Nora Printup and Mrs. Jacobs’ Girls

            There was a story that appeared in Indian Country Today a while back authored by Louellyn White, an Akwesasne scholar who teaches at Concordia University in Canada. White is descended from former Carlisle school students, and she is at work in an enterprise to recover information about “more than forty children and young adults who died on outings from the Carlisle Indian Industrial School in Carlisle, Pennsylvania.”  White asks her readers to “help us find their families.”

            One of the names on that list was Nora Printup, a seventeen-year-old Tonawanda Seneca girl.  I have put a fair amount of time into investigating the histories of those Onondaga young people who attended Carlisle and other boarding schools.  I have written about some of them on this blog (here and here). Printup’s appearance on that list sparked my curiosity, so I decided to look into her story.

According to White, Nora was buried at Seaside Cemetery in Ocean City, New Jersey. Nora died during her outing placement in Ocean City in 1905. The “outing system” was fundamental to the educational program at Carlisle. Carlisle placed students in the households and “under the influence of good, moral, economical, painstaking, and consecrated white people.” Indigenous young people who attended Carlisle thus interacted frequently with non-natives, and learned much about the mores and values of the American middle class.  They knew much more about white people than white people knew about them.  Effectively isolated from their classmates, the students lived and worked in white households where they could apply the lessons learned in school and, Carlisle’s promoter hoped, absorb as their own the values of the white middle class.  While outing, according to Carlisle’s promoters, aided the students, the patrons who hosted gained the benefit of the help the student might provide that family.  And the school did not have to pay to feed students who were not staying at Carlisle.

            A student’s file from Carlisle contains the places where they did outings, and the name of their patrons. Sometimes, a student’s file contains write-ups describing the outing placement—a description of the household, the student’s quarters, and a brief description of the patron.  Carlisle sent out agents to visit the outing locations, though they do not appear in the files for each student or for each outing placement.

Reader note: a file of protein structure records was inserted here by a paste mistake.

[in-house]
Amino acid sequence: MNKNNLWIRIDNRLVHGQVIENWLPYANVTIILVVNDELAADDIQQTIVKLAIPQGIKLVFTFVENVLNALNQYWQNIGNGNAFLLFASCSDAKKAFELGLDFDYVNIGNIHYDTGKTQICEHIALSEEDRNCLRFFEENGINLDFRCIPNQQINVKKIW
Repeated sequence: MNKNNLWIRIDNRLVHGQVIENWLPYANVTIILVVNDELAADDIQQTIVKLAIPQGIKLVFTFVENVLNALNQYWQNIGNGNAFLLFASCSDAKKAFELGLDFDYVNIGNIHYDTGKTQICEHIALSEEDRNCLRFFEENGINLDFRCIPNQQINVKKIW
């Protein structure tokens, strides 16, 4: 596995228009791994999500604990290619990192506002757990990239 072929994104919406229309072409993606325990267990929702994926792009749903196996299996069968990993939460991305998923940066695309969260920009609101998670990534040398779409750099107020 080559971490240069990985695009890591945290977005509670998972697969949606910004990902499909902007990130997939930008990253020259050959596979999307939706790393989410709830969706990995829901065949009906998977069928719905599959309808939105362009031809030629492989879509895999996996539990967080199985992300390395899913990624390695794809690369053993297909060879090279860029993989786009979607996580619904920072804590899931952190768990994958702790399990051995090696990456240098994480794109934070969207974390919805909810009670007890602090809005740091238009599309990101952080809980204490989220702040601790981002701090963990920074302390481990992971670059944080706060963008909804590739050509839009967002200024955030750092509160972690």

At the time of her death, Nora stayed in the home of Mrs. C. H. Jacobs, of Ocean City.  Nora was nineteen at the time, not seventeen.  Mrs. Jacobs had an abundance of experience serving as a host for Carlisle students. Between April of 1901 and September of 1915, she housed twenty-one young women from the school.  She often had more than one student at a time.  Dora LaBelle from the Rosebud Sioux Reservation was in her home in 1901 with Eunice Baird, an Oneida, and Francis Halftown, a Seneca from Cattaraugus.  Esther Reed, from Siletz, and Ester Daniels, a Ute, were together at Mrs. Jacobs’ place in 1908; Annie Dibo from Akwesasne, and Susie Porter from White Earth were there in 1909; Grace Burnett and Helen Kimmel, both from Rosebud, lived at Mrs. Jacobs’ house together in 1910; Julia Peña, a Mission Indian from Agua Caliente in California and Margaret Pickett, a Crow from Montana, were there in 1913; and Della John, a Seneca, and Ella Israel, a Cherokee, stayed there in 1915.  Carlisle closed a couple of years later, and Mrs. Jacobs did not house any Carlisle kids after 1915.

Annie Dibo

            We do know that both Nora and her sister Lily attended the state’s Thomas Indian School for a year beginning in 1891. Nora is not entirely visible in the record, but Lilly made the Buffalo News. The paper ran a story about the violent abuse and excessive punishments meted out by the Thomas School’s superintendent John Van Valkenburg, who was put on trial for impregnating a student, physically abusing others, and mismanaging state finances.  The Reverend M. F. Trippe of Salamanca, in his testimony, said that “it was in the fall of 1882,” he thought, “that I noticed a girl by the name of Lily Printup, whose ears and necks were black and blue.” Lily told Rev. Trippe that she had been punished by Mr. and Mrs. Van Valkenburg on a Tuesday. On the following Sunday, Trippe said, the girl’s injuries still looked fresh.

            Lily did not go to Carlisle, but Nora did.  She arrived at Carlisle in 1897. She spent much of the period from November of 1899 to September of 1902 at outing placements in Gettysburg. She learned laundering and sewing and was well behaved. She arrived at Mrs. Jacob’s place in June of 1905. She went to the beach one day, a couple of weeks after she arrived. It would not have been far from where she lived to the water’s edge. The Carlisle school superintendent sent a letter to the Commissioner of Indian Affairs. “It is my sad duty to report the drowning at Ocean City, NJ, of Nora Printup, an Indian girl from the Seneca tribe,” he wrote. Details were sketchy, but it seemed “that she remained in the water until she became exhausted, got out beyond her depth, and was drowned before she could be rescued.” He reported that “persistent efforts were made to resuscitate her but without success,” and that her father, John Printup, had been notified.